To begin with, the Uniform Commercial Code does not prohibit a post-repossession sale without notice. OCGA 11-9-507 (1). Trust Co. of Columbus v. Kite, 164 Ga. App. 119, 121 (294 SE2d 606). A debtor's remedies for a sale without notice are recovery of loss caused by an inadequate sale price, Trust Co., supra, and a debtor is protected in a suit on any deficiency by a rebuttable presumption that the value of the collateral is equal to the indebtedness. Emmons v. Burkett, 256 Ga. 855, 857 (353 SE2d 908) (1987).
Mrs. Clark does not allege inadequacy of price. GMAC would not be seeking a deficiency judgment, because the sale of the car resulted in a surplus rather than a deficiency. Even if summary judgment should not have been granted on the issue, no harm resulted. "Appellant must show harm as well as error to prevail." Pope v. Propst, 179 Ga. App. 211, 217 (345 SE2d 880) (1986).
Mrs. Clark acknowledges this facet of GMAC's case but contends that Backus Cadillac's "fraudulent involvement" in the resale of the car should have an effect on the disposition of this issue. However, appellant fails to advance any fraudulent conduct on the part of Backus Cadillac which affects the adequacy of notice. The trial court's ruling stands.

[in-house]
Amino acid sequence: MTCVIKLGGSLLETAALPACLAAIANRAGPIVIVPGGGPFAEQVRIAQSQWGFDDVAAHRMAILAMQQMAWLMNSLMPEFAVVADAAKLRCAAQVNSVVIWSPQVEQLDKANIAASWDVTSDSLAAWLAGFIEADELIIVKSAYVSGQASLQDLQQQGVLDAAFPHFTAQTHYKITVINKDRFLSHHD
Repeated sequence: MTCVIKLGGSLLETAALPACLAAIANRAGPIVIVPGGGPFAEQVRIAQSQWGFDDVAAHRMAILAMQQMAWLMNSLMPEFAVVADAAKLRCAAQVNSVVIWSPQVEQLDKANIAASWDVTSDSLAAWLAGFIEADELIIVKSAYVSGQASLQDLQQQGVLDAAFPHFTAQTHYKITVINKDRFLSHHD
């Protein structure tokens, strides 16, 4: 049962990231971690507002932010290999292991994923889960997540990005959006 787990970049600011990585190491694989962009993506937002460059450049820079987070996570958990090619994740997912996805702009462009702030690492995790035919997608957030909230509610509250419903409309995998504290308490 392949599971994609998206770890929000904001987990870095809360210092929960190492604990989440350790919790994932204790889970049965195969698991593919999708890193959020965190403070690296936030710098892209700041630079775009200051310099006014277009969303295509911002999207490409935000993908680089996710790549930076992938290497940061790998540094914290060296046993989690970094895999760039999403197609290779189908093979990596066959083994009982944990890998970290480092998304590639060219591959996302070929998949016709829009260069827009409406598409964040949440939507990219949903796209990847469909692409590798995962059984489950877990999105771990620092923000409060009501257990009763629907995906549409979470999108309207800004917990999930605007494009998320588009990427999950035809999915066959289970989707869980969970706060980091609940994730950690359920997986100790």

3. Intentional infliction of emotional distress.
Mrs. Clark's action for intentional infliction of emotional distress is based upon the "manner and circumstances" involved as to the trial court's issuance of the writ of possession on August 19, 1983. The impropriety alleged is not in obtaining the court order, but the timing thereof, i.e., the fact that it was issued shortly after Mr. Clark's suicide. Mrs. Clark urges that it was "part of the plan to strike appellant when she would least be able to respond."
However, no evidence is offered to prove this "plan." "[I]n the absence of any evidence suggesting either a malicious purpose on their part or wanton disregard of the [other party's] rights, their behavior cannot reasonably be characterized as outrageous or egregious." Arrowsmith v. Williams, 174 Ga. App. 690, 692 (3) (331 SE2d 30) (1985). GMAC was entitled to Summary judgment on this issue.
4. Waiver and estoppel.